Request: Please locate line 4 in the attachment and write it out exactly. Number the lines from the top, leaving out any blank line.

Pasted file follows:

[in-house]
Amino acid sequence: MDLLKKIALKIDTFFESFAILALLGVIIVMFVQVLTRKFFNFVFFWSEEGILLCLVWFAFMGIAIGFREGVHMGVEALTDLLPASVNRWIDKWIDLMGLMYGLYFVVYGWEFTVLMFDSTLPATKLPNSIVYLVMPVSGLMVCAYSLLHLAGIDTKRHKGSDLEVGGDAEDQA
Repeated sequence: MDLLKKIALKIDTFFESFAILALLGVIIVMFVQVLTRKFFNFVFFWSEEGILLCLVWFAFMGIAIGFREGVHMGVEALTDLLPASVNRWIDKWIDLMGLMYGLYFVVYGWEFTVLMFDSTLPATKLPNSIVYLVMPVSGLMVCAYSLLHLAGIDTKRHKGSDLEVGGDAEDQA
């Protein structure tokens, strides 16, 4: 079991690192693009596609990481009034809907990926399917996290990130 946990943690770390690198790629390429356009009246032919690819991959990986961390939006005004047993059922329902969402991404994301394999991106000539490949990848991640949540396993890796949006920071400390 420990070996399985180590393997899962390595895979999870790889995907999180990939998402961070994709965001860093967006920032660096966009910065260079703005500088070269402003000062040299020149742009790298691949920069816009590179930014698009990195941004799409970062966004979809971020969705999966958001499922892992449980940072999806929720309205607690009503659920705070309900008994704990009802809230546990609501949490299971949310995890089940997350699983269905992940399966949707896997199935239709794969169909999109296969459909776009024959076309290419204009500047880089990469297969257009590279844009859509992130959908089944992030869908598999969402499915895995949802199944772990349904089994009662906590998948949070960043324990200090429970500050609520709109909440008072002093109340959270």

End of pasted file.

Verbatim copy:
């Protein structure tokens, strides 16, 4: 079991690192693009596609990481009034809907990926399917996290990130 946990943690770390690198790629390429356009009246032919690819991959990986961390939006005004047993059922329902969402991404994301394999991106000539490949990848991640949540396993890796949006920071400390 420990070996399985180590393997899962390595895979999870790889995907999180990939998402961070994709965001860093967006920032660096966009910065260079703005500088070269402003000062040299020149742009790298691949920069816009590179930014698009990195941004799409970062966004979809971020969705999966958001499922892992449980940072999806929720309205607690009503659920705070309900008994704990009802809230546990609501949490299971949310995890089940997350699983269905992940399966949707896997199935239709794969169909999109296969459909776009024959076309290419204009500047880089990469297969257009590279844009859509992130959908089944992030869908598999969402499915895995949802199944772990349904089994009662906590998948949070960043324990200090429970500050609520709109909440008072002093109340959270």